An exclusive by the Mirror has revealed that Tory-run North Yorkshire County Council treated councilors to a lunch costing over £1,600 just after voting to block a Labour motion to oppose cuts to free transport for children with special educational needs and disabilities (SEND).
The newspaper found out that the lunch had taken place in February after submitting a Freedom of Information request and discovered that £23 was spent on each of the 72 councillors who attended the meal at Northallerton’s County Hall, with a grand total of £1,632.50 being spent on the lavish affair.
These transportation cuts will save the council just £57,000 per year by 2021, and the vote’s unanimous passing means that parents of SEND pupils are now liable to fork out almost £500 every year to pay for home to school transport – £490 annually, or £245 for families on low incomes.
In May, Cllr Janet Sanderson, children’s services executive member, told the York Press: “Some people say these savings are insignificant. But after several years of austerity it’s very hard to make savings. We have already picked the low-hanging fruit and are now on the extended step ladders and it’s an uncomfortable place to be.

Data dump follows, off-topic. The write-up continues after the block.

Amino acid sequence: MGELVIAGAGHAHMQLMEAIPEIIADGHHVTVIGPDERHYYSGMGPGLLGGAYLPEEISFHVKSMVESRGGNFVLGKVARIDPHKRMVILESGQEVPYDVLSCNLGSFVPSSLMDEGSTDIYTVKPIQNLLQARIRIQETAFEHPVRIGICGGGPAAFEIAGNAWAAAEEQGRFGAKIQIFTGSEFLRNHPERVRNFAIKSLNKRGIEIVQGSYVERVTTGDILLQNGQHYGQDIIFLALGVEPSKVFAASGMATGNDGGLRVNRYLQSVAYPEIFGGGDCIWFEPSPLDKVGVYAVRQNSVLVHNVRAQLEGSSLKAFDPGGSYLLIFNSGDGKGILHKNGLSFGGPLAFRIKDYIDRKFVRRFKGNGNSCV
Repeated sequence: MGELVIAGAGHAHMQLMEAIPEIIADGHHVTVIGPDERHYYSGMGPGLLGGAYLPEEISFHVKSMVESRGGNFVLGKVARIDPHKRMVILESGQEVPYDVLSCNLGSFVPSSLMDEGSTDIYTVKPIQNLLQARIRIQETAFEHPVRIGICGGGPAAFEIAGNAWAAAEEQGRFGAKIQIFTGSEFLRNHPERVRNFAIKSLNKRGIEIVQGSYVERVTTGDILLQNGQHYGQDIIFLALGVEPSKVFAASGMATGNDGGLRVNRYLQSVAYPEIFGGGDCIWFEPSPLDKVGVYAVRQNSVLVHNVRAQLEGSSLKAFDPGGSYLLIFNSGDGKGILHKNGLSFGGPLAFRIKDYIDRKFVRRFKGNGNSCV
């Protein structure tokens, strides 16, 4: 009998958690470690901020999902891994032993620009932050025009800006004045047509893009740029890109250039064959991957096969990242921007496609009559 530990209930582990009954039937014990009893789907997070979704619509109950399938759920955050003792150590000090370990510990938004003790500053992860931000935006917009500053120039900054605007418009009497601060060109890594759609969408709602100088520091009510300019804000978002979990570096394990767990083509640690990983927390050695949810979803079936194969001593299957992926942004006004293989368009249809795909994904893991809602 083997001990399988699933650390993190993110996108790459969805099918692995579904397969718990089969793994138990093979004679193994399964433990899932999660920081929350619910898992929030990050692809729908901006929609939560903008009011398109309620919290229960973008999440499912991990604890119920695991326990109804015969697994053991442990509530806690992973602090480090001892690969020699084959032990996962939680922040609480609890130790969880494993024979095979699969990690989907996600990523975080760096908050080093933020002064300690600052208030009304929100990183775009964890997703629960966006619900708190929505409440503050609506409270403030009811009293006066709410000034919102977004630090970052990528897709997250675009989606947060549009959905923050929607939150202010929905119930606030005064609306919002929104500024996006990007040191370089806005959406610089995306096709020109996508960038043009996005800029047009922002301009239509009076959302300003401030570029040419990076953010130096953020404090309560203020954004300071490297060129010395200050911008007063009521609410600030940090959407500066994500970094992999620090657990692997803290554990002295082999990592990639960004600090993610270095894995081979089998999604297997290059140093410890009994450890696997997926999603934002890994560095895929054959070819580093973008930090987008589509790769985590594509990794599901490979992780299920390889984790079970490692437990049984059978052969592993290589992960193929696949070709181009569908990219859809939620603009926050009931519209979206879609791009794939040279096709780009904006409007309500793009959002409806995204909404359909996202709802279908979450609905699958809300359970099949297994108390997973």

“We want to protect the provision, correct the overspend and give flexibility to parents.”
The Labour motion to block the cut had been tabled by Eric Broadbent, who told his fellow councillors: “We believe that the changes proposed to transport for children with SEND are fundamentally wrong.
“Whilst we understand that the Council need to make savings, we believe that this area provides a valuable service to those who are amongst the most vulnerable in society and it is the Council’s duty to exhaust all other areas before removing free transport for young people with SEND.
“It is therefore proposed that the implementation of the cut is removed and the funding of the saving gap met from Reserves until such time as more acceptable proposals are developed.”
Speaking to the Mirror, North Yorkshire County Council Leader Carl Les, said: “Our full council meets four times a year and that is the only time that councillors are provided with lunch.
“We have 72 councillors who represent divisions across England’s largest county attending these meetings along with aldermen and occasional guests, many of whom have to travel long distances – some up to two hours in either direction.
“However we know that members are not exempt from austerity measures and we are reviewing hospitality at the council.”Get your copy of UNITE Magazine